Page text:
The title of the Festschrift, "Eastward Flows the Great River", has two implications: one is a metaphoric depiction of Prof. Wang's attitude in linguistic research, which resembles the rolling waves of the Yangtze rushing eastward, with its waters always flowing forward to finally empty into the ocean of knowledge. The other is to describe the boundless currents of contemporary linguistic studies which started in the West and continue towards the East with booming and innovative vitality. The verse "Eastward flows the Great River" by the Song dynasty poet Su Shi is both succinct and unadorned, but evokes an image of powerful grandeur. With these words the poet expressed his nostalgic sentiments towards the historic heroes, revealing a philosophical insight on the rise and fall of the ages. The power of his writing remains unexcelled to this day.

Our celebration of Prof. Wang's 80th birthday is not merely about recognizing his seminal contributions to linguistic studies, but also about identifying the goal and direction which he represents in contemporary linguistics. Whether viewed from the current global situation of international linguistics, or considered from the historical development of modern linguistics, Prof. Wang's research works on linguistics over the past fifty some years have given us precious inspirations. They also reflect the stride linguistics has made in more than half a century.
  1. How Many Chinese Words Have Elastic Length?
     —San DUANMU
  2. More Gradual Than Abrupt
     —Umberto ANSALDO
  3. Phonetic Features of Colloquial Cantonese
    Robert S. BAUER
  4. Linguistic Adaptation: The Trade-Off between Case Marking and Fixed Word Orders in Germanic and Romance Languages
    Christian BENTZ, Morten H. CHRISTIANSEN
  5. On the Value of the Han'gul Letter E in Certain Korean Transcriptions of Ming-Time Chinese
     —W. South COBLIN
  6. Investigations into Determinants of the Diversity of the World╒s Languages
    Christophe COUPÉ, Jean-Marie HOMBERT, Egidio MARSICO, Francois PELLEGRINO
  7. From Cognition to Language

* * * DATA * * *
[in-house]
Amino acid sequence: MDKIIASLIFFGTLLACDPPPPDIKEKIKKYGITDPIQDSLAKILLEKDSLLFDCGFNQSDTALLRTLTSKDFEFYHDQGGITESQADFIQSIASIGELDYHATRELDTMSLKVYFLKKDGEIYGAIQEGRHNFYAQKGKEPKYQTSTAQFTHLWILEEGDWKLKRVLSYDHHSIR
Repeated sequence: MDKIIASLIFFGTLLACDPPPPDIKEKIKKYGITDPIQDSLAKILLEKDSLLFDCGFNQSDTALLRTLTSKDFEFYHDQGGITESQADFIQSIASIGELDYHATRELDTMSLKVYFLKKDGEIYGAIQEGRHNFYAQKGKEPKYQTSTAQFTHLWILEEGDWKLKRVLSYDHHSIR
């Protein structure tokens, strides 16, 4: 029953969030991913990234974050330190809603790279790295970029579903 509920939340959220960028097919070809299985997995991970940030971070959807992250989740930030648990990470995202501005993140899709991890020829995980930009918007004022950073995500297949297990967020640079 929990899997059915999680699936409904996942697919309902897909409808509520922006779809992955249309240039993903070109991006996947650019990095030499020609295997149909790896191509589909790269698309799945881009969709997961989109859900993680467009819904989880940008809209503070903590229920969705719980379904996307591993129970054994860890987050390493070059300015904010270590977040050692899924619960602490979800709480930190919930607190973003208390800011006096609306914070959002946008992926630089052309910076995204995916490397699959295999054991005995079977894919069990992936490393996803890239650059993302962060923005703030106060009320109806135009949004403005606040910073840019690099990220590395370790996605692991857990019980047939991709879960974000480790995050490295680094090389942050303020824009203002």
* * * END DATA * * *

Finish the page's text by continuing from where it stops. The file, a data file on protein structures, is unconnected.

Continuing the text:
Hsin-I HSIEH
  8. Arguments for a Construction-Based Approach to the Analysis of Sino-Tibetan Languages
    Randy J. LAPOLLA
  9. The Language Niche
    Helena H. GAO, John H. HOLLAND
  10. Contextual Predictability Facilitates Early Orthographic Processing and Semantic Integration in Visual Word Recognition: An Event-Related Potential Study
    Chia-Ying LEE, Yo-Ning LIU, Chia-Ju CHOU
  11. Larynx Height and Constriction in Mandarin Tones
    Scott MOISIK, Hua LIN, John ESLING
  12. Bimanual Coordination and Motor Learning in Pianists and Non-Musicians:  A 3T fMRI Study
    Shu-Jen KUNG, Denise H. WU, Daisy L. HUNG, Ovid J.-L. TZENG
  13. Searching for Language Origins
  14. Productivity of Mandarin Third Tone Sandhi: A Wug Test
    Caicai ZHANG, Gang PENG
  15. On Modality Effects and Relative Syntactic Uniformity of Sign Languages
    James H-Y. TAI
  16. Visualizing the Architecture and Texture of a Text: A Case Study of Selected Speeches of US President Barack Obama
    Jonathan WEBSTER, Joe CHAN, Victor YAN, Kim WONG
  17. Northern-Min Glottalized Onsets and the Principles of Tonal Split and Tonal Merger
  18. Different Semantic Nature of Homonym, Metaphor and Polysemy in Mandarin Chinese: Evidence from Behavioral and Functional Magnetic Resonance Imaging Experiments
     —Fan-Pei YANG, Dai-Lin WU
  19. A Few Morphological Functions of the Suffix *-s in Shang Chinese
    Ken-ichi TAKASHIMA
  20. Computer Simulation of Language Convergence
    Tao GONG, Lan SHUAI, Umberto ANSALDO
  21. On the Evolution of Language and Brain
    Sydney LAMB
  22. On the History of Chinese Directionals
     —Alain PEYRAUBE
  23. A Target Location Cue in a Visual Speller: The N200 ERP Component
    James William MINETT, Lin ZHOU, Manson Cheuk-Man FONG
  24. Consensus in Language Dynamics: Naming, Categorizing and Blending
    Vittorio LORETO,  Francesca TRIA
  25. Data Acquisition and Prosodic Analysis for Mandarin Attitudinal Speech
    Wentao GU, Hiroya FUJISAKI

Appendix      An Interview with Professor William WANG